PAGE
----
Ultraviolet radiation (UVR) causes systemic immune suppression, decreasing the delayed type and contact hypersensitivity responses in animals and humans and enhancing certain mycobacterial, parasitic and viral infections in mice. This study tests the hypothesis that prior exposure to UVR enhances influenza infections in mice. BALB/c female mice were exposed to 0–8.2 kJ/m2 of UVR. Exposed and unexposed mice were infected intranasally three days later with 150–300 plaque-forming units/mouse (lethal dose (LD)20–LD40) of mouse-adapted Hong Kong Influenza A/68 (H3N2) virus or sham infected with 50 μL Hanks' balanced salt solution/mouse. Mortality from viral infection ranged from 25–50%. UVR exposure increased virus-associated mortality in a dose-dependent manner (up to a two-fold increase at 8.2 kJ/m2). The increased mortality was not associated with bacterial pneumonia. The highest dose of UVR also accelerated the body weight loss and increased the severity and incidence of thymic atrophy associated with influenza infection. However, UVR treatment had little effect on the increase in lung wet weight seen with viral infection, and, to our surprise, did not cause an increase in virus titers in the lung or dissemination of virus. The mice died 5–6 days after infection, too early for adaptive immune responses to have much impact. Also, UVR did not interfere with the development of protective immunity to influenza, as measured by reinfection with a lethal challenge of virus. Also, cells adoptively transferred from UVR or untreated mice were equally protective of recipient mice challenged with a lethal dose of virus. The mice resemble mice succumbing to endotoxin, and influenza infection increased the levels of tumor necrosis factor α (TNF-α) in bronchoalveolar lavage fluid and serum cortisol levels; however, UVR preexposure did not increase either of these responses to the virus. The results show that UVR increased the morbidity, mortality and pathogenesis of influenza virus in mice without affecting protective immunity to the virus, as measured by resistance to reinfection. The mechanism of enhanced mortality is uncertain, but the data raises concerns that UVR may exacerbate early responses that contribute to the pathogenesis of a primary viral infection.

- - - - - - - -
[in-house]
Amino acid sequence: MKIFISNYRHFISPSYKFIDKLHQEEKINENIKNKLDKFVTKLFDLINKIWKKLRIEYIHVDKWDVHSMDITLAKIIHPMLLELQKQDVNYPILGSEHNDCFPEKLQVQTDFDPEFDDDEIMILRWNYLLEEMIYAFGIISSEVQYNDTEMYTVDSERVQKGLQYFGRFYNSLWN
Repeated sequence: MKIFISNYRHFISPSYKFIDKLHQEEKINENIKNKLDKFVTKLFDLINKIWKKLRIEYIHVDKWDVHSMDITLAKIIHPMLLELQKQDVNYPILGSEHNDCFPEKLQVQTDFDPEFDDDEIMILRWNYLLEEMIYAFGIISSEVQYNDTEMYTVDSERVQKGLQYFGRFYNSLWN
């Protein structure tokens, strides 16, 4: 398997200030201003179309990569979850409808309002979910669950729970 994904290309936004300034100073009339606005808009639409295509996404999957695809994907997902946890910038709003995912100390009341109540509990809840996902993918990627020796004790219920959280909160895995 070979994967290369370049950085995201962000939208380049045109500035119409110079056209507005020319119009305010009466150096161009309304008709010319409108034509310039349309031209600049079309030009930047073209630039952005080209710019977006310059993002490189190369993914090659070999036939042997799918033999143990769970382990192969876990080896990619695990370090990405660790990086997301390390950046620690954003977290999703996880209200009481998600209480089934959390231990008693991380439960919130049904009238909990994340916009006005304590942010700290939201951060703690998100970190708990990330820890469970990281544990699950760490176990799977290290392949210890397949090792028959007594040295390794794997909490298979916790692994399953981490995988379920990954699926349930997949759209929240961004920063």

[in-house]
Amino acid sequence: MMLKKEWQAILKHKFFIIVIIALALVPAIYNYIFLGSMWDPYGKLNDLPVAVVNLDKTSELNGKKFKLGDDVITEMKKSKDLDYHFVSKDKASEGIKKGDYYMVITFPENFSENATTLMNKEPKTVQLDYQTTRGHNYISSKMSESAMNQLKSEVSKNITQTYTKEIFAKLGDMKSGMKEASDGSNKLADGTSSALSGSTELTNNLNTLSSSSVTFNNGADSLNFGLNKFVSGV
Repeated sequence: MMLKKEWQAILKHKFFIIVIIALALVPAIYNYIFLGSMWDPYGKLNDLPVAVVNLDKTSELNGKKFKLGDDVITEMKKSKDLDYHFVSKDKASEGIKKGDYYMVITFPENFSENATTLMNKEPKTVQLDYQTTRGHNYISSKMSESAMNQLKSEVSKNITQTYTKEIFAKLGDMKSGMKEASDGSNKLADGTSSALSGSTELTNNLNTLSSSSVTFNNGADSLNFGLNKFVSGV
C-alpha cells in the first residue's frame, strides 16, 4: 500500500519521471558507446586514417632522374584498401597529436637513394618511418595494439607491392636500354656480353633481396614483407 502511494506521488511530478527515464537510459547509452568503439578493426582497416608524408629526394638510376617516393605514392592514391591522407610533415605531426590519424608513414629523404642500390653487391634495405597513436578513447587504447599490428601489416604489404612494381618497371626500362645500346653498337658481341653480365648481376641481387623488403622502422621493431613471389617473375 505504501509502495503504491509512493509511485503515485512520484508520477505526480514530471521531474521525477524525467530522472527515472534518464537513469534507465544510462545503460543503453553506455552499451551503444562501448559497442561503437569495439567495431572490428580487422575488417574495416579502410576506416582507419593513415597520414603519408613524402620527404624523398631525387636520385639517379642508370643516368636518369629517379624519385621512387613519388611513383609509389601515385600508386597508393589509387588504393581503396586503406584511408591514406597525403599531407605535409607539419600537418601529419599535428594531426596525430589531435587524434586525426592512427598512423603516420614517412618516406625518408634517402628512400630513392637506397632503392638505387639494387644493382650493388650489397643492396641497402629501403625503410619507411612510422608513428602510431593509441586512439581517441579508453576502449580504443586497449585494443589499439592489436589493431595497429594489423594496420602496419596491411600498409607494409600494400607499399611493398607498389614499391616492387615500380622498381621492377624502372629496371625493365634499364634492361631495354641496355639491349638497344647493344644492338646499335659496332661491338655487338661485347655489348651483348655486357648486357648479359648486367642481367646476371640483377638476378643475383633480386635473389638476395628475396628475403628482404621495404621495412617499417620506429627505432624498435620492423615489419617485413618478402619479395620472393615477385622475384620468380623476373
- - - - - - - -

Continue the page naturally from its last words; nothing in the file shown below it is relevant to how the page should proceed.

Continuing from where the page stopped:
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Vol. 72 • No. 4